AA FAQ

If you repeatedly drink more than you intend or want to, if you get into trouble, or if you have memory lapses when you drink, you may be an alcoholic.

Only you can decide. No one in A.A. will tell you whether you are or not

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Seek help. Alcoholics Anonymous can help

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We are a Fellowship of men and women who have lost the ability to control our drinking and have found ourselves in various kinds of trouble as a result of drinking. We attempt—most of us successfully—to create a satisfying way of life without alcohol. For this we find we need the help and support of other alcoholics in A.A.

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No. A.A. does not keep membership files, or attendance records. You do not have to reveal anything about yourself. No one will bother you if you don’t want to come back.

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They will be there for the same reason you are there. They will not disclose your identity to outsiders. At A.A. you retain as much anonymity as you wish. That is one of the reasons we call ourselves Alcoholics Anonymous.

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An A.A. meeting may take one of several forms, but at any meeting you will find alcoholics talking about what drinking did to their lives and personalities, what actions they took to help themselves, and how they are living their lives today.

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We in A.A. know what it is like to be addicted to alcohol, and to be unable to keep promises made to others and ourselves that we will stop drinking. We are not professional therapists. Our only qualification for helping others to recover from alcoholism is that we have stopped drinking ourselves, but problem drinkers coming to us know that recovery is

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We in A.A. believe there is no such thing as a cure for alcoholism. We can never return to normal
drinking, and our ability to stay away from alcohol depends on maintaining our physical, mental, and spiritual health. This we can achieve by going to meetings regularly and putting into practice what we learn there. In addition, we find it helps us to stay sober if we help other alcoholics.

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You are an A.A. member if and when you say so. The only requirement for A.A. membership is a desire to stop drinking, and many of us were not very wholehearted about that when we first approached A.A.

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There are no dues or fees for A.A. membership. An A.A. group will usually have a collection during the meeting to cover expenses, such as rent, coffee, etc., and to this all members are free to contribute as much or as little as they wish.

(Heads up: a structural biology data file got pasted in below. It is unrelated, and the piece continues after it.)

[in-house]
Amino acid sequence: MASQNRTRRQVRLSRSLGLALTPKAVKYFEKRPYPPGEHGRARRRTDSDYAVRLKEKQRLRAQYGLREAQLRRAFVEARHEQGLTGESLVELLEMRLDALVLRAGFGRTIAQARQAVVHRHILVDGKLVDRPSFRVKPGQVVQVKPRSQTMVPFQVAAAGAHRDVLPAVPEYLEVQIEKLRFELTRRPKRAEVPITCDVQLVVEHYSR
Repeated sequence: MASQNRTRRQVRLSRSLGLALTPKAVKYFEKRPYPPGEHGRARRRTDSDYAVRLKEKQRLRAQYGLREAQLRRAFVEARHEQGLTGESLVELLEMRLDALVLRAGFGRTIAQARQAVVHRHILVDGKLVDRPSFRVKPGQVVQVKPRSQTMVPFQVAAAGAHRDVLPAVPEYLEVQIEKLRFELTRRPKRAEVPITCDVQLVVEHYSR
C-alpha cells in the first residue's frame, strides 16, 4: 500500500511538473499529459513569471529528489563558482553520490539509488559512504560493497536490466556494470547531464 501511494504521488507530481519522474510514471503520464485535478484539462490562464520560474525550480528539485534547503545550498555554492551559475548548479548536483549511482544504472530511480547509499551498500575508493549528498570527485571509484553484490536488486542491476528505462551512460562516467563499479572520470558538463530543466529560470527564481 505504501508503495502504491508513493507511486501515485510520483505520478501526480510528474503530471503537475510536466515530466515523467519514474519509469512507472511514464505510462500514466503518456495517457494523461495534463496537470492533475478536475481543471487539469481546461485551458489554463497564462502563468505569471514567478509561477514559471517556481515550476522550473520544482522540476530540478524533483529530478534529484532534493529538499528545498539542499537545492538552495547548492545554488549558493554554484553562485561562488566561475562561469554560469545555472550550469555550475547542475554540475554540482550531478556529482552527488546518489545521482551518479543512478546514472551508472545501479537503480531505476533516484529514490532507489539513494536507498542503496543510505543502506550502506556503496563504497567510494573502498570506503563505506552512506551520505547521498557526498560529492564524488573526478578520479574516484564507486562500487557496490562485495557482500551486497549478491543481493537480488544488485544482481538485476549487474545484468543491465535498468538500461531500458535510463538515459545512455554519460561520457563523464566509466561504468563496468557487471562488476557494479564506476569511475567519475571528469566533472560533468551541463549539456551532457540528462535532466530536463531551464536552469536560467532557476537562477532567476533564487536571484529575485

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No. Nor is it allied with any religious organization.

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The majority of A.A. members believe that we have found the solution to our drinking problem not through individual willpower, but through a power greater than ourselves. However, everyone defines this power as he or she wishes. Many people call it God, others think it is the A.A. group, still others don’t believe in it at all. There is room in A.A. for people of all shades of belief and nonbelief.

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Family members or close friends are welcome at “Open” A.A. meetings. Discuss this with your local contact.

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In our experience, the people who recover in A.A.
are those who:

(a) stay away from the first drink;
(b) attend A.A. meetings regularly;
(c) seek out the people in A.A. who have successfully
stayed sober for some time;
(d) try to put into practice the A.A. program of
recovery;
(e) obtain and study the Big Book, Alcoholics
Anonymous.

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Look for Alcoholics Anonymous in your local telephone directory. These telephones are answered
by A.A. volunteers who will be happy to answer your questions, or put you in touch with those who can. If there is no A.A. telephone service close to you, write or phone the A.A. General Service Office.

Call the Lakes Area Alano Club at 218-825-3770. OK to leave a message Someone will call back within 24 hours.

Call the AA Central Lakes Help line at 218-829-3740. This number is staffed 24 hours a day 7 days a week.

When no one else listens try the Crisis Line 800-462-5525

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